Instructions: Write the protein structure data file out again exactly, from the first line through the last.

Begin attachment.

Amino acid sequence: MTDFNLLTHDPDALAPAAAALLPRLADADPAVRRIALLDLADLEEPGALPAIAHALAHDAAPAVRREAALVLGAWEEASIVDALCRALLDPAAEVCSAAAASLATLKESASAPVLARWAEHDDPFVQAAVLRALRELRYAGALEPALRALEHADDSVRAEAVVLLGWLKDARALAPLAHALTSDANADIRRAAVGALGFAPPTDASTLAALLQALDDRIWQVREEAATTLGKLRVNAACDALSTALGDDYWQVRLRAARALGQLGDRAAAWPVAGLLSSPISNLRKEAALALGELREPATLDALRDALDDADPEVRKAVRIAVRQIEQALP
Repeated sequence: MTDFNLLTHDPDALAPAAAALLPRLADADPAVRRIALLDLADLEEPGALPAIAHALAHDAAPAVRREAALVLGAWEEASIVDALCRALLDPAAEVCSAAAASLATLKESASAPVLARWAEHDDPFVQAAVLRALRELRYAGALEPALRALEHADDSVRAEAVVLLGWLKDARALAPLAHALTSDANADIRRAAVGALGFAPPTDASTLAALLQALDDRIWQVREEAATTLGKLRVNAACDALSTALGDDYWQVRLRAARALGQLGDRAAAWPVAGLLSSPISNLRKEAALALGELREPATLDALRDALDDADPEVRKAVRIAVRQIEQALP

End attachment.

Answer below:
Amino acid sequence: MTDFNLLTHDPDALAPAAAALLPRLADADPAVRRIALLDLADLEEPGALPAIAHALAHDAAPAVRREAALVLGAWEEASIVDALCRALLDPAAEVCSAAAASLATLKESASAPVLARWAEHDDPFVQAAVLRALRELRYAGALEPALRALEHADDSVRAEAVVLLGWLKDARALAPLAHALTSDANADIRRAAVGALGFAPPTDASTLAALLQALDDRIWQVREEAATTLGKLRVNAACDALSTALGDDYWQVRLRAARALGQLGDRAAAWPVAGLLSSPISNLRKEAALALGELREPATLDALRDALDDADPEVRKAVRIAVRQIEQALP
Repeated sequence: MTDFNLLTHDPDALAPAAAALLPRLADADPAVRRIALLDLADLEEPGALPAIAHALAHDAAPAVRREAALVLGAWEEASIVDALCRALLDPAAEVCSAAAASLATLKESASAPVLARWAEHDDPFVQAAVLRALRELRYAGALEPALRALEHADDSVRAEAVVLLGWLKDARALAPLAHALTSDANADIRRAAVGALGFAPPTDASTLAALLQALDDRIWQVREEAATTLGKLRVNAACDALSTALGDDYWQVRLRAARALGQLGDRAAAWPVAGLLSSPISNLRKEAALALGELREPATLDALRDALDDADPEVRKAVRIAVRQIEQALP